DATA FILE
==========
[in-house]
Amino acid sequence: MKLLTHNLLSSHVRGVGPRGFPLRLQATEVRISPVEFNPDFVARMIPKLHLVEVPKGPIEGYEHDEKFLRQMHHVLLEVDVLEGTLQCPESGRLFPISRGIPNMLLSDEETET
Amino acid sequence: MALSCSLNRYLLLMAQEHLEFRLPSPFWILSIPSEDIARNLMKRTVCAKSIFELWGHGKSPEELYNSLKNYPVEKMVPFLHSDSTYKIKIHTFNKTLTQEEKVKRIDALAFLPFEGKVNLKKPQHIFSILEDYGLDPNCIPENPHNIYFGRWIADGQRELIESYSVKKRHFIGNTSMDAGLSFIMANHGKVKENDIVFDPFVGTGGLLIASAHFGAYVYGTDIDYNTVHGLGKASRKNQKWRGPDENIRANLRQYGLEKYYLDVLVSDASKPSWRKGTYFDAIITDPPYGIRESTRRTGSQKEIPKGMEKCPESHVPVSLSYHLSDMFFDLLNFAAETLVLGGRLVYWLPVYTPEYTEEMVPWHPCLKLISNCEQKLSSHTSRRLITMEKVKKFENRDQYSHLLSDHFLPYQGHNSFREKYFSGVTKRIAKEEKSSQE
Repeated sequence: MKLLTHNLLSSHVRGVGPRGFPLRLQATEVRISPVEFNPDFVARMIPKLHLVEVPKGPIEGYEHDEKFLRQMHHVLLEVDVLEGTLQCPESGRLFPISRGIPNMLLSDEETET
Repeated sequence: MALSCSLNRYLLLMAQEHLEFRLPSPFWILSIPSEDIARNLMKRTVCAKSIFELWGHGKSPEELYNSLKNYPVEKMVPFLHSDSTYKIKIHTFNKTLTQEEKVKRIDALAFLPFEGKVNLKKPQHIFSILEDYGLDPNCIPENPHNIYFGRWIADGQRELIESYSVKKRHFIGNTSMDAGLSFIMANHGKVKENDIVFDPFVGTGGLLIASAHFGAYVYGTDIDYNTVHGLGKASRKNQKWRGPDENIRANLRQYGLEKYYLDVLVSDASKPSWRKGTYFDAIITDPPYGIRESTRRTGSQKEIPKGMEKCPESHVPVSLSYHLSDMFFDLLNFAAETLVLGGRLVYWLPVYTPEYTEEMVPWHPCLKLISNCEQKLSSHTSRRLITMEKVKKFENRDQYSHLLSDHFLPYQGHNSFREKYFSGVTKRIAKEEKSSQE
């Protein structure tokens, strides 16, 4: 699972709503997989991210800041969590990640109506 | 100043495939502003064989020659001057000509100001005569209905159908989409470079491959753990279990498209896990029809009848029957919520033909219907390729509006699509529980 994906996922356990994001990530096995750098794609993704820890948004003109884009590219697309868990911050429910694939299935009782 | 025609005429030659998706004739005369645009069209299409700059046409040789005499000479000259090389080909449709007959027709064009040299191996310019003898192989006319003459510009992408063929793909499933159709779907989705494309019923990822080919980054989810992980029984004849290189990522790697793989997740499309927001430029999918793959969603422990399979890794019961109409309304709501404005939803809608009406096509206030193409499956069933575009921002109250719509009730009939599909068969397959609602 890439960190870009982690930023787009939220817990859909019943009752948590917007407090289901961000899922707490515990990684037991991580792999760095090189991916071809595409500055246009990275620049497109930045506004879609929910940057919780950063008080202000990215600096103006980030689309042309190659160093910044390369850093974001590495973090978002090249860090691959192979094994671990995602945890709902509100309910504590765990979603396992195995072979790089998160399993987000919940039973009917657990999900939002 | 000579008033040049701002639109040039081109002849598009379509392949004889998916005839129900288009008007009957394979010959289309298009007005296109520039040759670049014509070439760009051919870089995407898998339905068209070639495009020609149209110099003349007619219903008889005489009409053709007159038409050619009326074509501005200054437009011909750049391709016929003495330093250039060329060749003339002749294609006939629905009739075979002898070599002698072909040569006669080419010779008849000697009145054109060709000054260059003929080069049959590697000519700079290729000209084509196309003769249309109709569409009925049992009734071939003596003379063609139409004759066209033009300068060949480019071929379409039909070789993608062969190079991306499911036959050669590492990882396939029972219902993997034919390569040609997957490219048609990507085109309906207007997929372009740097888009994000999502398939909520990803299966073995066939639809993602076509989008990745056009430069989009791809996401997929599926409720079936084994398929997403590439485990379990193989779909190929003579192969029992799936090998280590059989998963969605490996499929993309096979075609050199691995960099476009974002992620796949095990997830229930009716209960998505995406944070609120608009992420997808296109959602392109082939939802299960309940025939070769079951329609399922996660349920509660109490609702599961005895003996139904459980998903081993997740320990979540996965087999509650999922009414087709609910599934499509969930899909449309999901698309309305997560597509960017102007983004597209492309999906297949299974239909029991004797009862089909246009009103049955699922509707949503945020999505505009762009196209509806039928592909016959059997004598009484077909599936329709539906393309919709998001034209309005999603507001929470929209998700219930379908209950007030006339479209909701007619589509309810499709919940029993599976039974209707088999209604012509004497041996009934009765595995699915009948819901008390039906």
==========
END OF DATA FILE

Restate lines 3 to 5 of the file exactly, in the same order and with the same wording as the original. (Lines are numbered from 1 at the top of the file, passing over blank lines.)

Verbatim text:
Amino acid sequence: MALSCSLNRYLLLMAQEHLEFRLPSPFWILSIPSEDIARNLMKRTVCAKSIFELWGHGKSPEELYNSLKNYPVEKMVPFLHSDSTYKIKIHTFNKTLTQEEKVKRIDALAFLPFEGKVNLKKPQHIFSILEDYGLDPNCIPENPHNIYFGRWIADGQRELIESYSVKKRHFIGNTSMDAGLSFIMANHGKVKENDIVFDPFVGTGGLLIASAHFGAYVYGTDIDYNTVHGLGKASRKNQKWRGPDENIRANLRQYGLEKYYLDVLVSDASKPSWRKGTYFDAIITDPPYGIRESTRRTGSQKEIPKGMEKCPESHVPVSLSYHLSDMFFDLLNFAAETLVLGGRLVYWLPVYTPEYTEEMVPWHPCLKLISNCEQKLSSHTSRRLITMEKVKKFENRDQYSHLLSDHFLPYQGHNSFREKYFSGVTKRIAKEEKSSQE
Repeated sequence: MKLLTHNLLSSHVRGVGPRGFPLRLQATEVRISPVEFNPDFVARMIPKLHLVEVPKGPIEGYEHDEKFLRQMHHVLLEVDVLEGTLQCPESGRLFPISRGIPNMLLSDEETET
Repeated sequence: MALSCSLNRYLLLMAQEHLEFRLPSPFWILSIPSEDIARNLMKRTVCAKSIFELWGHGKSPEELYNSLKNYPVEKMVPFLHSDSTYKIKIHTFNKTLTQEEKVKRIDALAFLPFEGKVNLKKPQHIFSILEDYGLDPNCIPENPHNIYFGRWIADGQRELIESYSVKKRHFIGNTSMDAGLSFIMANHGKVKENDIVFDPFVGTGGLLIASAHFGAYVYGTDIDYNTVHGLGKASRKNQKWRGPDENIRANLRQYGLEKYYLDVLVSDASKPSWRKGTYFDAIITDPPYGIRESTRRTGSQKEIPKGMEKCPESHVPVSLSYHLSDMFFDLLNFAAETLVLGGRLVYWLPVYTPEYTEEMVPWHPCLKLISNCEQKLSSHTSRRLITMEKVKKFENRDQYSHLLSDHFLPYQGHNSFREKYFSGVTKRIAKEEKSSQE